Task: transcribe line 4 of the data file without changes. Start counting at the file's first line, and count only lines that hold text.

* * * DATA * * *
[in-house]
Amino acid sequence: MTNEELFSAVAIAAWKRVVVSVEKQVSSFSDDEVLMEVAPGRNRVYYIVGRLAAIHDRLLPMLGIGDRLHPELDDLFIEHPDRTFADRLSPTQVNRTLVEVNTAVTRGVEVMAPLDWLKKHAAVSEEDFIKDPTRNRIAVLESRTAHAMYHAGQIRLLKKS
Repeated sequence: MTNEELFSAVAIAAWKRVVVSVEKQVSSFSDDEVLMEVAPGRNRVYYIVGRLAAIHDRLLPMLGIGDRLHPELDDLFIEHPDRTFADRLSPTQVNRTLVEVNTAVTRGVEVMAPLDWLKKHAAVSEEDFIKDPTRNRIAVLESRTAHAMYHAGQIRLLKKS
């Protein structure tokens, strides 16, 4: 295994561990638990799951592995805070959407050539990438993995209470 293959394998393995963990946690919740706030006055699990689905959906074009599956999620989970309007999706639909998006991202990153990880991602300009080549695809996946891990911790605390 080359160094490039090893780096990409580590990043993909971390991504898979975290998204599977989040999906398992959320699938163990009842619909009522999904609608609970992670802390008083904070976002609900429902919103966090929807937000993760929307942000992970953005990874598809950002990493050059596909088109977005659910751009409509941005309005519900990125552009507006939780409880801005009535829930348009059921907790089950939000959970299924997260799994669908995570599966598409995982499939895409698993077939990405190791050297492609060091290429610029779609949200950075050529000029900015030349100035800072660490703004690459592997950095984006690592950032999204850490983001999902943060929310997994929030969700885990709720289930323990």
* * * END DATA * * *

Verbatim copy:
């Protein structure tokens, strides 16, 4: 295994561990638990799951592995805070959407050539990438993995209470 293959394998393995963990946690919740706030006055699990689905959906074009599956999620989970309007999706639909998006991202990153990880991602300009080549695809996946891990911790605390 080359160094490039090893780096990409580590990043993909971390991504898979975290998204599977989040999906398992959320699938163990009842619909009522999904609608609970992670802390008083904070976002609900429902919103966090929807937000993760929307942000992970953005990874598809950002990493050059596909088109977005659910751009409509941005309005519900990125552009507006939780409880801005009535829930348009059921907790089950939000959970299924997260799994669908995570599966598409995982499939895409698993077939990405190791050297492609060091290429610029779609949200950075050529000029900015030349100035800072660490703004690459592997950095984006690592950032999204850490983001999902943060929310997994929030969700885990709720289930323990």